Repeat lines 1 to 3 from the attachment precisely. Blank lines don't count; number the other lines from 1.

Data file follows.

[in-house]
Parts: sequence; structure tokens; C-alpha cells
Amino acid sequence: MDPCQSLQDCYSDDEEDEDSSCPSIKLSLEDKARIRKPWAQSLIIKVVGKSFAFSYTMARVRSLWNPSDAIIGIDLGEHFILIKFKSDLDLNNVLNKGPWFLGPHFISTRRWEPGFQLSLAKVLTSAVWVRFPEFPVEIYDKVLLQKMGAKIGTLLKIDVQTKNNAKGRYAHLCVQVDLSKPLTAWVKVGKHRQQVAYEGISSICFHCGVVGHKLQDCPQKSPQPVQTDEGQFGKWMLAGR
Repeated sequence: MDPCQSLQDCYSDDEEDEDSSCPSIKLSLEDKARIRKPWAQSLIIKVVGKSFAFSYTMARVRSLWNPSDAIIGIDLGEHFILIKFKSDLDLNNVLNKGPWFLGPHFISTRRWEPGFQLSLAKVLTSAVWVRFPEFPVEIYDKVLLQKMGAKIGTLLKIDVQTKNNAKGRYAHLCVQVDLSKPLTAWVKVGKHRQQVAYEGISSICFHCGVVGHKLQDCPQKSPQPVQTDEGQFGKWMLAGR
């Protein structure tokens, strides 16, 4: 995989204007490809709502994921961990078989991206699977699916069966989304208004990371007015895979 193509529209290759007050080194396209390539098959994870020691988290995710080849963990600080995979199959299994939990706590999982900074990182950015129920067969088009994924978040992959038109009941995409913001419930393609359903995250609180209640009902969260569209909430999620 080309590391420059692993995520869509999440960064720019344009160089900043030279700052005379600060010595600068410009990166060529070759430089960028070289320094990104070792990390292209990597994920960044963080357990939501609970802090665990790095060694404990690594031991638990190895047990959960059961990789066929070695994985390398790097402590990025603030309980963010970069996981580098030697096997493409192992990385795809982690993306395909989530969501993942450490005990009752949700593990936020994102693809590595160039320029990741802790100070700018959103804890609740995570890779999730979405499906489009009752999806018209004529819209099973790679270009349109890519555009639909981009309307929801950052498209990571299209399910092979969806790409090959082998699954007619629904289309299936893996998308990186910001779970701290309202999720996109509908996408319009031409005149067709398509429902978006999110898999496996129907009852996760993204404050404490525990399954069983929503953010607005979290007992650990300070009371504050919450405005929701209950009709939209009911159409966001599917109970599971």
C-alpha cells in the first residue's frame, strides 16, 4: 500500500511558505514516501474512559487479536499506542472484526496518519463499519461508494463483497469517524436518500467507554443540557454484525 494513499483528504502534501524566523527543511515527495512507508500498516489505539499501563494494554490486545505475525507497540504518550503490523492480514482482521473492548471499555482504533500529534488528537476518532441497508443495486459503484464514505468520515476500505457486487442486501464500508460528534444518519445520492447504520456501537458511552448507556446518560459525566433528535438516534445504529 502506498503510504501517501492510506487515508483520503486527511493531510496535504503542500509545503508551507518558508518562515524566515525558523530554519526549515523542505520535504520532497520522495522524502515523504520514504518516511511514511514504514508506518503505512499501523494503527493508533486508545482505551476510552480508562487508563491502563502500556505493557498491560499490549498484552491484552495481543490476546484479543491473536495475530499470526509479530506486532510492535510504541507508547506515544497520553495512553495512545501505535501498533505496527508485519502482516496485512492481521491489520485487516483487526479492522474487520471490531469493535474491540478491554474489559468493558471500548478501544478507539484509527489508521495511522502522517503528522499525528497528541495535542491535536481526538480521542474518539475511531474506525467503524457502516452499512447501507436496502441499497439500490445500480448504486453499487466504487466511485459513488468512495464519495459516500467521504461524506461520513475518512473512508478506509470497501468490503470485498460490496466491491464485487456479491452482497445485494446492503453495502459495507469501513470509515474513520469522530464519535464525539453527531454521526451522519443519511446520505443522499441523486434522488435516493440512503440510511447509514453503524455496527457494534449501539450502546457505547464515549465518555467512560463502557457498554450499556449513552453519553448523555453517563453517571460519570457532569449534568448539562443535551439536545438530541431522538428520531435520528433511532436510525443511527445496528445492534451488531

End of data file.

[in-house]
Parts: sequence; structure tokens; C-alpha cells
Amino acid sequence: MDPCQSLQDCYSDDEEDEDSSCPSIKLSLEDKARIRKPWAQSLIIKVVGKSFAFSYTMARVRSLWNPSDAIIGIDLGEHFILIKFKSDLDLNNVLNKGPWFLGPHFISTRRWEPGFQLSLAKVLTSAVWVRFPEFPVEIYDKVLLQKMGAKIGTLLKIDVQTKNNAKGRYAHLCVQVDLSKPLTAWVKVGKHRQQVAYEGISSICFHCGVVGHKLQDCPQKSPQPVQTDEGQFGKWMLAGR